Last weekend on sunny Sunday, together with some friends, we went for our first hike in London's neighbourhood. The weather was pleasant and this moderate length hike was very enjoyable.
The event was quite spontaneous. Just the evening before Dan asked us to join him and his lovely wife Ale. I didn't have any time to learn anything about the location we're going, so the trip was very open to me & I didn't know what to expect.
Box Hill is a summit in Surrey, located around 30km southwest of London. It lies within the Surrey Hills Area of Outstanding Natural Beauty. The country park is managed by National Trust, a charity that oversees running & maintenance of many important public outdoor places (be it woods, beaches, islands, gardens, historic villages or… pubs).
Box Hill Hike is one of many popular walks in the area. Stepping Stones Walks is another popular one which I plan to visit for sure. On National Trust's website you can find many interesting places and locations to visit, together with useful hiking guides, maps, and tips.
Getting there from London
To get to the Box Hill Hike, you have to get there from London. I guess a good place to start is the vicinity of Dorking. To get there you can catch buses from Surbiton / Kingston Upon Thames or Epsom. But we have actually traveled via trains through Croydon & Redhill.
It turns out that, you can't use Oyster on the travel between Redhill & Dorking. Fortunately, one friendly train guard informed us about this and we've bought the tickets to Dorking Deepdene.
I guess there is direct London to Dorking train (South West Trains), but at that time it was not operating (at least Google Maps didn't suggest us any better connection).
A popular place to start your hike is the bottom of Zig Zag Road, a steep road leading to Box Hill Cafe and nearby parking. It looks like the road itself is quite popular among cyclist as we've seen many of them cycling in both directions. Our path was found on the right side, via wide grassland slope.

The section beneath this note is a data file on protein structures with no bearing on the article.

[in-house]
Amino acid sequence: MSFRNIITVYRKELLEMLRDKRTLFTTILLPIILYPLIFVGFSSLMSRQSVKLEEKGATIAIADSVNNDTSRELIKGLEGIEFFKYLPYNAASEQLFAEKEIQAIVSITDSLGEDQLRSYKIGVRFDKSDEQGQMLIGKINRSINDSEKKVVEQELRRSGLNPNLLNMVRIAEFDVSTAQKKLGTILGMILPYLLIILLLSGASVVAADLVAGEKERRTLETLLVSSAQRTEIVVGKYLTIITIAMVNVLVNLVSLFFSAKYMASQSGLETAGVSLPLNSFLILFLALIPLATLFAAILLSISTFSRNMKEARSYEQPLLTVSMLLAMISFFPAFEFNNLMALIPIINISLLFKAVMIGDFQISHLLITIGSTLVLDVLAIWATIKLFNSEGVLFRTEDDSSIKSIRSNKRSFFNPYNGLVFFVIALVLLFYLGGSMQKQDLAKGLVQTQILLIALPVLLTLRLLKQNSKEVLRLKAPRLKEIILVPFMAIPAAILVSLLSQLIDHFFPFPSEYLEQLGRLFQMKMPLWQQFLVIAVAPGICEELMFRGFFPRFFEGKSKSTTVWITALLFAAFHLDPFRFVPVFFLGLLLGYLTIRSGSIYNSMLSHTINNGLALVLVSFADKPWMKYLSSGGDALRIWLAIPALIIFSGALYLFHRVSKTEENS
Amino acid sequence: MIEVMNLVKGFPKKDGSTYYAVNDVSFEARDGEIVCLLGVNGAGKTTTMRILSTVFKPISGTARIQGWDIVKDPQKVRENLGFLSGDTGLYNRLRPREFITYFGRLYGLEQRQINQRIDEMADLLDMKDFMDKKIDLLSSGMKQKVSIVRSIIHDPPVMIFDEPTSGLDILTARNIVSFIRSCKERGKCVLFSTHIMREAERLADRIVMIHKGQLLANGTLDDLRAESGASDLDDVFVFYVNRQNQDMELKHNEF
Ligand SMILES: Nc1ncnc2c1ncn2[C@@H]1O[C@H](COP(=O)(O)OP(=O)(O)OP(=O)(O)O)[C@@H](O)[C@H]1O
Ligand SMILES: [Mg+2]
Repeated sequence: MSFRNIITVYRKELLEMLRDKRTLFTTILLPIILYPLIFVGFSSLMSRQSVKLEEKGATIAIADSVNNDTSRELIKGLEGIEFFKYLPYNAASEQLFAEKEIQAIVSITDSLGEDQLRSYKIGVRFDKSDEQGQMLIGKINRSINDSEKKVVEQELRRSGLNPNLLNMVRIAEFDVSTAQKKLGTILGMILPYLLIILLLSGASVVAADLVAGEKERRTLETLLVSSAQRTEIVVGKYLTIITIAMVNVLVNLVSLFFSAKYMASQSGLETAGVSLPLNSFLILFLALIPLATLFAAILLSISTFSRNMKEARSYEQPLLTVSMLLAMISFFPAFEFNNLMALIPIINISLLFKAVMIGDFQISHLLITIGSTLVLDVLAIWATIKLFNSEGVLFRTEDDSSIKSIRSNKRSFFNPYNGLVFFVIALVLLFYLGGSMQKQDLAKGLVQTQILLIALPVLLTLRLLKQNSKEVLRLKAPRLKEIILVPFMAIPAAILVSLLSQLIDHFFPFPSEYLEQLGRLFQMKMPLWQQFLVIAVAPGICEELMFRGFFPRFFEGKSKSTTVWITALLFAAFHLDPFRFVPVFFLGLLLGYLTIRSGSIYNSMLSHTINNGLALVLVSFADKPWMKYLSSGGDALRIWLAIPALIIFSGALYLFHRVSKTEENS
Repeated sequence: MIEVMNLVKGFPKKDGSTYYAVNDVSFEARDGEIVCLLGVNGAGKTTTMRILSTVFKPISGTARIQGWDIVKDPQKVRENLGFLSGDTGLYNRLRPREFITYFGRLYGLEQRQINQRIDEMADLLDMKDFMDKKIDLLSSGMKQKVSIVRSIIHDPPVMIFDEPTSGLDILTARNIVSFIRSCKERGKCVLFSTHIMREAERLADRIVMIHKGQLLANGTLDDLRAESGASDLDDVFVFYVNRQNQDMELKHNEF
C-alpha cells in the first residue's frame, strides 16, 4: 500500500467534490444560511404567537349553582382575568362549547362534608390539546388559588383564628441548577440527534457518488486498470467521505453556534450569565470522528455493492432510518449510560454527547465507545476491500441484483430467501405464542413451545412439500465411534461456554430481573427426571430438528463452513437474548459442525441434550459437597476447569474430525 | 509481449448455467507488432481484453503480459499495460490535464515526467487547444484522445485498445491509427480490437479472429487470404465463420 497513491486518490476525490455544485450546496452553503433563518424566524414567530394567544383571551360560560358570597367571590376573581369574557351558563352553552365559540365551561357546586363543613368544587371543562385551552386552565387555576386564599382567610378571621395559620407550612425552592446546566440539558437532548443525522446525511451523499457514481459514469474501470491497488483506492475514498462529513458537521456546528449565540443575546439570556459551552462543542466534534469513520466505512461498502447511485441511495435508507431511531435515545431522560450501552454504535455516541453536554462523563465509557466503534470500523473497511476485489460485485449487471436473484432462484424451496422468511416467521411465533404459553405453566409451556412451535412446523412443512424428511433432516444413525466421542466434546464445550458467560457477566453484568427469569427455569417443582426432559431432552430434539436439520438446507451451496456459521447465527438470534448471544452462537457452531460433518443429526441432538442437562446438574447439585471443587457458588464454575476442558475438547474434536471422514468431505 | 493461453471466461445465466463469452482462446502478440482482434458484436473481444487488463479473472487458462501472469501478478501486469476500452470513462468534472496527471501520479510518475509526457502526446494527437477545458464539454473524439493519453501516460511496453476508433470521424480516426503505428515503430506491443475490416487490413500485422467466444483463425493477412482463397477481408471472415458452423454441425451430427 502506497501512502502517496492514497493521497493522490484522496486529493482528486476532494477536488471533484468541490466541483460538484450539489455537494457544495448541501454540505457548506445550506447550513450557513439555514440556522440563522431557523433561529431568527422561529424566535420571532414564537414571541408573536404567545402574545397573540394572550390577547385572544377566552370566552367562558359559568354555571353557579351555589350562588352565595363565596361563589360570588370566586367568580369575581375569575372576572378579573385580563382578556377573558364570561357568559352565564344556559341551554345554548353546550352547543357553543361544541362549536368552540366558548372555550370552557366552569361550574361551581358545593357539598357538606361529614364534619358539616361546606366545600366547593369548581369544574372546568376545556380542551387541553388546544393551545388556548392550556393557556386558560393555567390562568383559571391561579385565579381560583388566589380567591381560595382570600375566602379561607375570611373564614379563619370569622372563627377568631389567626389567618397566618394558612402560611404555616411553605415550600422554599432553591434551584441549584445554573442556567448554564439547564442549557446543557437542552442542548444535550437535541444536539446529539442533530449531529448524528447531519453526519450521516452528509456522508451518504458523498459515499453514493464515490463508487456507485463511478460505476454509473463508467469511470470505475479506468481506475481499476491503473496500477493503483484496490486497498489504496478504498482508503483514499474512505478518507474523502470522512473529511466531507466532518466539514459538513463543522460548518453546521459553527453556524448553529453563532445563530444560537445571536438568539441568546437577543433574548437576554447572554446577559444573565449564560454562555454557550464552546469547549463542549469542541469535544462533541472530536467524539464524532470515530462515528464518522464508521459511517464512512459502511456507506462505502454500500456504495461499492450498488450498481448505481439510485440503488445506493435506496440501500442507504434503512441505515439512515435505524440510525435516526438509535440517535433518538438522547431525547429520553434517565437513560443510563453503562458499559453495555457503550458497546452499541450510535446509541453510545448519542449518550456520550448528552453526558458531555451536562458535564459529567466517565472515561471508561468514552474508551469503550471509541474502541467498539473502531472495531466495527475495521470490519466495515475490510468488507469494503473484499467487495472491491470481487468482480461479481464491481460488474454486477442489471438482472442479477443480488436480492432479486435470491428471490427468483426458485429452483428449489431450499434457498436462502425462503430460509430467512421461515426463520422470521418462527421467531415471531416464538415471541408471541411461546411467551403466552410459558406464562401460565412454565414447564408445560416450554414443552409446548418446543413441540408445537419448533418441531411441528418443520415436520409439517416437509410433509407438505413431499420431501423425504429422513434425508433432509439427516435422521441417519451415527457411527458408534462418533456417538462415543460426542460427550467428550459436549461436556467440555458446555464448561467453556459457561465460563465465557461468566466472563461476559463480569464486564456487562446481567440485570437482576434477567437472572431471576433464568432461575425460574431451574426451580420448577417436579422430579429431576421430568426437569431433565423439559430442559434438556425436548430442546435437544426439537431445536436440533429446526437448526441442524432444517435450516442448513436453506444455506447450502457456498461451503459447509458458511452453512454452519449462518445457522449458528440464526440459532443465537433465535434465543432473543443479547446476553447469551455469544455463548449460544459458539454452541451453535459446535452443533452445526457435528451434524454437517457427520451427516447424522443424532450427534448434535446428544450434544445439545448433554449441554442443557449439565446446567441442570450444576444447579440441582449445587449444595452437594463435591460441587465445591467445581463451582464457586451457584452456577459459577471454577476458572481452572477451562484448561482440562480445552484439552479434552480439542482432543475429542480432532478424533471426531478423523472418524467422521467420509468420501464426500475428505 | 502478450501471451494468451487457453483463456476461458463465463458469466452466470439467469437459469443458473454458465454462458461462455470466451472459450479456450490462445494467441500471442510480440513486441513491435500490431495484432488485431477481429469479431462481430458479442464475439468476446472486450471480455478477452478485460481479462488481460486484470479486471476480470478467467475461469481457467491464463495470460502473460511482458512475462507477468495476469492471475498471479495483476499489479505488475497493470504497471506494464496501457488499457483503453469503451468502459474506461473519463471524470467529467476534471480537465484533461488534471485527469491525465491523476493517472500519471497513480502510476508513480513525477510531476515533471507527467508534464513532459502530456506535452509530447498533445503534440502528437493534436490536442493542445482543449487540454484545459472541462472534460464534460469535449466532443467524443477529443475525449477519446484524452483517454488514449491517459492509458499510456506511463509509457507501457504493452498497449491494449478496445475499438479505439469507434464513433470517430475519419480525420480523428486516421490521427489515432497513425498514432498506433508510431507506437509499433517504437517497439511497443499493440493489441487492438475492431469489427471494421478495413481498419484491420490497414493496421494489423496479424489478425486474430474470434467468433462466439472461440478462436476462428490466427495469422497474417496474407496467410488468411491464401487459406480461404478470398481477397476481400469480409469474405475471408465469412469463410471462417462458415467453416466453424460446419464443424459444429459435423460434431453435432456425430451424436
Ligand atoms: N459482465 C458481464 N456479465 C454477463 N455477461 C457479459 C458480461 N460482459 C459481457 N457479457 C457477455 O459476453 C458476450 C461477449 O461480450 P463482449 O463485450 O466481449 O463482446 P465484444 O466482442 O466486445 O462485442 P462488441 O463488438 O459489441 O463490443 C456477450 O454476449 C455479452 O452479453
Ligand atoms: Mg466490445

We've met with Dan and Ale at the cafe, refreshed a bit and started to follow the trail clockwise, heading north in the direction of Juniper Hill. The relative heights were not so great, but I think climbing up mentioned hill, about 80m of elevation gain was the most challenging part of the whole hike.
Most of the time we've been walking through the woods, separated by occasional clearings and meadows. But after climbing up the hill, we've found the small bench where we've sat for about fifteen minutes to grab some drink and enjoy the moment.
Refreshing at Mickleham
The second part of the hike started with the easy descent to Mickleham village.
After a short walk, we've appeared at St. Michael and All Angels church with beautiful, vintage looking graveyard. It wasn't very old, but because it was looking a bit forgotten, the simplicity of tombstones and a "touch of the past" have made quite an impression on us.
I've also really enjoyed following beautiful, narrow path through the village. On the both sides we've passed small homes, stone walls and wooden fences, to finally arrive at the next stop on our walk…
The King William IV
It was early, warm afternoon and stopping at the nearby pub was quite a good idea. This lovely place had hidden entrance to the garden part and after few steps we've found ourselves sitting at the sunny table, drinking local beer and eating our sandwiches.
After rest and refueling, we've continued our hike, climbing back hill, to arrive at long, grassy, open area called Mickleham Gallops.
This flat, clear field served in the past as training ground for horse riding and gallop (hence the name). Following the long but gentle and straight walk, we've actually missed the right turn and had then go back few hundred meters. Our route turned right, to steep descent into the valley.
Getting back to where we started
The next portion of the hike was bit strenuous. It was leading through the woods feeling a bit monotonous. We also began to feel a little bit tired and at one point we've taken a shortcut.
The only excitement was a pair of wild rabbits that Ale spotted on the field next to the path we were walking on.
But after about hour of walking, we've emerged at Box Hill Village. It was nice to follow the street watching small, pretty, well-maintained houses.
The road lead us back to the starting point at the cafe, but before we've got there, we've stopped at the final point on our journey, the Salomons Memorial viewpoint. There, we've sat on the side of the hill, enjoying the view overlooking Dorking and further south areas.
After the break, we've covered the remaining part in about 20 minutes, walking back down to the bus stop by the Zig Zag Road. We've said goodbye to the Box Hill and headed back home for the well-deserved and anticipated rest!